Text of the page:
GC works properly, but this question has nothing to do with the problem.
Do you think that with GC you don't have memory leaks? If so, this is completely wrong. Of course it eliminates memory leaks you would make due to forgetting to release some memory, but it cannot help if you have wrong design. It's pretty easy to design code which leaks managed memory.
As to forgetting to release some resources, this is still a source of other kind of memory leaks, of unmanaged resources. In particular, you need guarantee that you properly call
for all types implementing
, because many of such objects allocate unmanaged resource and free them only if you call
. This is the possibility Mehdi mentioned in his solution. Use
statement (not to be mixed up with
Of course you can have memory leaks by design. One typical case is putting objects in some application-global collection (for the sake of fast search, for example) and forgetting to remove references when object is not used anymore. By the way, think about using
, see http://msdn.microsoft.com/en-us/library/system.weakreference.aspx
So, first analyze your design for management of life cycle of all objects. Remember that an object is scheduled for destruction by GC only if all references to it in whole Application Domain becomes totally inaccessible form working code, but it does not apply to weak references. This mechanism if very cunning: if you have isolated path of circular reference, GC is clever enough to schedule all involving objects for destruction. Consider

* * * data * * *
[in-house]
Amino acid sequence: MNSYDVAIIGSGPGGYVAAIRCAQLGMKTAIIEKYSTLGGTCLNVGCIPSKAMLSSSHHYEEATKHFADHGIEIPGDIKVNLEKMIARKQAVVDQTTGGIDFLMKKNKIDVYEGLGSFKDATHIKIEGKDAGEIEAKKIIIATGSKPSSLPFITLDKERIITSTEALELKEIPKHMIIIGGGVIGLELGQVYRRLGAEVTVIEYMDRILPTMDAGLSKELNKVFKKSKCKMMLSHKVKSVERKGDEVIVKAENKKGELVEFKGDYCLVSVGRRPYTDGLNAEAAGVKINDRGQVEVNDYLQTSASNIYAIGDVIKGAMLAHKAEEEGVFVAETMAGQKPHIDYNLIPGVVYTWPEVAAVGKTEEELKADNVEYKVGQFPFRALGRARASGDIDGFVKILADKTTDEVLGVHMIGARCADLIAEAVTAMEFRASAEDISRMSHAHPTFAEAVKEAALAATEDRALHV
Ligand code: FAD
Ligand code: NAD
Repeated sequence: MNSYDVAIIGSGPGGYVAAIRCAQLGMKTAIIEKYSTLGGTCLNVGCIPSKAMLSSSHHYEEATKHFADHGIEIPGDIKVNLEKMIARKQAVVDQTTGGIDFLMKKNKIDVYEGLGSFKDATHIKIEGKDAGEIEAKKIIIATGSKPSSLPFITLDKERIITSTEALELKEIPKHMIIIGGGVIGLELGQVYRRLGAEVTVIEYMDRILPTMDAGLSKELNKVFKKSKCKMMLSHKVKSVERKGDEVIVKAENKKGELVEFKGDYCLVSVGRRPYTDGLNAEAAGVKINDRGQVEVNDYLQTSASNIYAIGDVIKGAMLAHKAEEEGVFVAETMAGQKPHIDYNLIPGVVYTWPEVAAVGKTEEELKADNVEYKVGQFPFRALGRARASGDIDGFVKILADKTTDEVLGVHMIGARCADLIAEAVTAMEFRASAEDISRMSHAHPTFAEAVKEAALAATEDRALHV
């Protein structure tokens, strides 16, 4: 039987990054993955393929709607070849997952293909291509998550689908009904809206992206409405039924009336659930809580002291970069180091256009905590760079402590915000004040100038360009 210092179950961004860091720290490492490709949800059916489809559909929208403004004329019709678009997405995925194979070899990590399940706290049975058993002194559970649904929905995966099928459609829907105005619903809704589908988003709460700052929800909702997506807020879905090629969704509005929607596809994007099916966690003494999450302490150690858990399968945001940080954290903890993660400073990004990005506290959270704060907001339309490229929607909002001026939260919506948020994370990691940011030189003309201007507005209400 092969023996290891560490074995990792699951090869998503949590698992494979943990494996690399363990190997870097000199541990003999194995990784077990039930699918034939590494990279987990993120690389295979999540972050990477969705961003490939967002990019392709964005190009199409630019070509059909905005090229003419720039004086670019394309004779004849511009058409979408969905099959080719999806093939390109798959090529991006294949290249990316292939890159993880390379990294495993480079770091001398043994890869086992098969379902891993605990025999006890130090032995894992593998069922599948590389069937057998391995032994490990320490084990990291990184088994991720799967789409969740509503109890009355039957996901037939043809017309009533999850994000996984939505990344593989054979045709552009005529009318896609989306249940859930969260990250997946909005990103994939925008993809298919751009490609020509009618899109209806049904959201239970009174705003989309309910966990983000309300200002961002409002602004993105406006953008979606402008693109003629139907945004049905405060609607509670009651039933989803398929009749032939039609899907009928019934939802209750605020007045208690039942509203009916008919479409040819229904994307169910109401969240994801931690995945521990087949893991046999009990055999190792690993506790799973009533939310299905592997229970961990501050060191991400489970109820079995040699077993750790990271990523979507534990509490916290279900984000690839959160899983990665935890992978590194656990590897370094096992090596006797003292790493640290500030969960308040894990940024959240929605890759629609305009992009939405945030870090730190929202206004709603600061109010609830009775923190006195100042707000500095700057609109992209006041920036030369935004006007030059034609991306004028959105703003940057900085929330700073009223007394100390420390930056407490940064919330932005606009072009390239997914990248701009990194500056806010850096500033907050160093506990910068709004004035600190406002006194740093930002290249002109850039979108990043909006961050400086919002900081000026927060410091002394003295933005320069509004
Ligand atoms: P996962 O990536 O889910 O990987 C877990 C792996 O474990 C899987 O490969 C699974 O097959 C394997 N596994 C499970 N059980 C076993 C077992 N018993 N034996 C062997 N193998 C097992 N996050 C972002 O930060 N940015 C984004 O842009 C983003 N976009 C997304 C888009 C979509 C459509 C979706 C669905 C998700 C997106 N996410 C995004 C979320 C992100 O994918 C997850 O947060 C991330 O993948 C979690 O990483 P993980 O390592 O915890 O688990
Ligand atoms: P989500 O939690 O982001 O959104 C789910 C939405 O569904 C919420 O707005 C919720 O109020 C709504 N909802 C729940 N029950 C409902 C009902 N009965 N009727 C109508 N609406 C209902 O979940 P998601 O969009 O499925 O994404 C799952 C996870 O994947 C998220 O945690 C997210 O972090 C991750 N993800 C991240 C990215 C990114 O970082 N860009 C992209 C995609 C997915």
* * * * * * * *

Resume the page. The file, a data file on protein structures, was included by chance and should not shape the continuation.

. If all other references to each of these three objects are lost, they will be scheduled for destruction by GC anyway. [EDIT] The criteria for destruction is reachability
, see http://en.wikipedia.org/wiki/Garbage_collection_%28computer_science%29#Reachability_of_an_object
].[END EDIT] Pretty neat, isn't it?
After that you may need to use the good advice by Mehdi and use a memory profiler. A good memory profiler is quite a powerful weapon.—SA